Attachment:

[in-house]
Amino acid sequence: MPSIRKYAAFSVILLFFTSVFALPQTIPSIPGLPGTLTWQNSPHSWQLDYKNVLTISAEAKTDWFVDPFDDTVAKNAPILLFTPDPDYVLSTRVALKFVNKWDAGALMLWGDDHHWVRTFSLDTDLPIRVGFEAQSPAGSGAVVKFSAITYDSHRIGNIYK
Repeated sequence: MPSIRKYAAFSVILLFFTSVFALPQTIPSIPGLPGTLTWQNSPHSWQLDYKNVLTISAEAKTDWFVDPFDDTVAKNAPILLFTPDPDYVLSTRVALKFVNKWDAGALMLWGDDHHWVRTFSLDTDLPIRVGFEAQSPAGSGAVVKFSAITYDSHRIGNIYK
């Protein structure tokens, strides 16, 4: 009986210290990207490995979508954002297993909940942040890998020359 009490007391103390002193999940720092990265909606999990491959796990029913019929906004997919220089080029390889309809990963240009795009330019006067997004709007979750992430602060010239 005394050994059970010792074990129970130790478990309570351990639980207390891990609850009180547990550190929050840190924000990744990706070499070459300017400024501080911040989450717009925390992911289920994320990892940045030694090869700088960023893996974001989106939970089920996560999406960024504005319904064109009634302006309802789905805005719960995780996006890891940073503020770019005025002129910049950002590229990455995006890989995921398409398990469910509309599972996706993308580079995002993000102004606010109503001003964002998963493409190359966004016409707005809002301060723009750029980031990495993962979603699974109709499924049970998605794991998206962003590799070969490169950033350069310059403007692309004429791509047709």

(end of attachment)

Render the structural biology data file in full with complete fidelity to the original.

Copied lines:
[in-house]
Amino acid sequence: MPSIRKYAAFSVILLFFTSVFALPQTIPSIPGLPGTLTWQNSPHSWQLDYKNVLTISAEAKTDWFVDPFDDTVAKNAPILLFTPDPDYVLSTRVALKFVNKWDAGALMLWGDDHHWVRTFSLDTDLPIRVGFEAQSPAGSGAVVKFSAITYDSHRIGNIYK
Repeated sequence: MPSIRKYAAFSVILLFFTSVFALPQTIPSIPGLPGTLTWQNSPHSWQLDYKNVLTISAEAKTDWFVDPFDDTVAKNAPILLFTPDPDYVLSTRVALKFVNKWDAGALMLWGDDHHWVRTFSLDTDLPIRVGFEAQSPAGSGAVVKFSAITYDSHRIGNIYK
């Protein structure tokens, strides 16, 4: 009986210290990207490995979508954002297993909940942040890998020359 009490007391103390002193999940720092990265909606999990491959796990029913019929906004997919220089080029390889309809990963240009795009330019006067997004709007979750992430602060010239 005394050994059970010792074990129970130790478990309570351990639980207390891990609850009180547990550190929050840190924000990744990706070499070459300017400024501080911040989450717009925390992911289920994320990892940045030694090869700088960023893996974001989106939970089920996560999406960024504005319904064109009634302006309802789905805005719960995780996006890891940073503020770019005025002129910049950002590229990455995006890989995921398409398990469910509309599972996706993308580079995002993000102004606010109503001003964002998963493409190359966004016409707005809002301060723009750029980031990495993962979603699974109709499924049970998605794991998206962003590799070969490169950033350069310059403007692309004429791509047709």